In circles of critics, that know music, Fox and Hounds is labeled as the most original bluegrass band in central Ohio.
Bluegrass chops on full display
Unfazed by the post-turkey tryptophan coma or the prospect of an early Black Friday frenzy? Steven Fox has a Thanksgiving-night proposition.
"After our fair share of feasting and gravy guzzling, we are going to give all you folks who need a little break from the family something to be thankful for," the Fox N Hounds frontman said.
"Come on over and burn off some of those excess carbs."
Fox, who touts the range of styles and material of the bluegrass quartet, recently had more to say about the group:
Q How did the band form?
A During a snowstorm in 2007, Adam and I threw a band together for a pickup gig at Dick's Den. It sounded pretty good for never really playing together. We had such a good time, we decided we should make it a regular occurrence.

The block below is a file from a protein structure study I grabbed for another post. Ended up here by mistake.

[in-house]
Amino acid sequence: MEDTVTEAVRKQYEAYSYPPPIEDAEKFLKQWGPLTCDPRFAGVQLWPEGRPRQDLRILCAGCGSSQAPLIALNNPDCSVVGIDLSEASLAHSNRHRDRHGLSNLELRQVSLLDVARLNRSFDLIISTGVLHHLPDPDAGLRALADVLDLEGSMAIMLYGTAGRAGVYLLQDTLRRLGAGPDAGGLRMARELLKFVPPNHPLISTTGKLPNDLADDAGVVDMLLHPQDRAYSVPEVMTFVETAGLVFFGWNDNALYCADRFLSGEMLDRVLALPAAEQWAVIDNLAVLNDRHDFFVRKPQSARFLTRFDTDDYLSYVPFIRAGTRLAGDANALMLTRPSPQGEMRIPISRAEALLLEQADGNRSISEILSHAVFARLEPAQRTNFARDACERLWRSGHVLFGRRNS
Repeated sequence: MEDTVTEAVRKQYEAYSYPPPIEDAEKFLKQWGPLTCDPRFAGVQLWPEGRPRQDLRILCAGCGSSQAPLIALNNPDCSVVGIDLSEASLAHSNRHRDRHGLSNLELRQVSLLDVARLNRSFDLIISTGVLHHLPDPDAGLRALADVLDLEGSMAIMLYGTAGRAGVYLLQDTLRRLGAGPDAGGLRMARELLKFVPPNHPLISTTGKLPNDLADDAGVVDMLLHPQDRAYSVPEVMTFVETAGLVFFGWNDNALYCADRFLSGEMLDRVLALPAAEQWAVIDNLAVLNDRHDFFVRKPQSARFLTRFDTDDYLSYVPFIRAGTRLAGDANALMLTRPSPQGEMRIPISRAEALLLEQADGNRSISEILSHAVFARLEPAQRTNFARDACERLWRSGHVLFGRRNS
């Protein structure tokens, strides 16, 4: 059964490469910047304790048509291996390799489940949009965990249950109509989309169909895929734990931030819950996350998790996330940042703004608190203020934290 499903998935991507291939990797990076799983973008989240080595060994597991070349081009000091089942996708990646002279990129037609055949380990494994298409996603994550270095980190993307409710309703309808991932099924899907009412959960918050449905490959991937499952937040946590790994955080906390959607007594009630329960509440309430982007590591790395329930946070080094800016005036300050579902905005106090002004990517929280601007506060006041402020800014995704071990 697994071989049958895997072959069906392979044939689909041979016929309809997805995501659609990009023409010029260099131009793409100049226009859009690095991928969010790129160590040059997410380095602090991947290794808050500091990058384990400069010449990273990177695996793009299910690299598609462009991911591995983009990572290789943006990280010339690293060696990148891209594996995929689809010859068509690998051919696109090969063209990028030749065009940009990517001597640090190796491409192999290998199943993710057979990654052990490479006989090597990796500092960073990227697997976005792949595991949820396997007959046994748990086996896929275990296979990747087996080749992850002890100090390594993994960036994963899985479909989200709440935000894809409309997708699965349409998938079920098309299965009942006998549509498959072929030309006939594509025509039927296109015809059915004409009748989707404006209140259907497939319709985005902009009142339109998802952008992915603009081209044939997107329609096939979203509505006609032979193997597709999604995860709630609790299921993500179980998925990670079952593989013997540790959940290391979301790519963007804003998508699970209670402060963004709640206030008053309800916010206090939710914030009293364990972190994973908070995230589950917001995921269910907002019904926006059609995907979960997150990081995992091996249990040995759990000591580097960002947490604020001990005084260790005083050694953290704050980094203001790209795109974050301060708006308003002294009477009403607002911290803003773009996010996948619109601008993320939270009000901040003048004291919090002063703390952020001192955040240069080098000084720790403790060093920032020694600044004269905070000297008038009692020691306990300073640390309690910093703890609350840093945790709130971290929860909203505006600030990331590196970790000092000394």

Q How would you describe your music?
A Instrument-driven bluegrass with a focus on songcraft, with a bit of humor mixed in.
Q Why play bluegrass?
A Bluegrass was born from innovation. Bill Monroe and the players around him were country-music musicians who were influenced and inspired by other forms of music. You can hear the influence of the swing era in early bluegrass.
Q What do you do to modernize the genre?
A First, we choose fun covers. We play it all, from '80s hits ( Girls Just Want To Have Fun) to the '50s ( Yakety Yak), with our high-speed bluegrass abandon.
We also play bluegrass standards, songs from modern songwriters and originals - wholesome and unholy.
Q What's the best quote you've heard about the band?
A "You guys are the only thing I remember about my 21st birthday!" - an Athens, Ohio, fan
Q Why should someone see a Fox N Hounds concert?
A We have a song for everyone. If you love the traditional mandolin chop, rock 'n' roll with an Appalachian twist or . . . something new, you'll find it.
- Kevin Joy
Columbus Dispatch Nov. 25 2011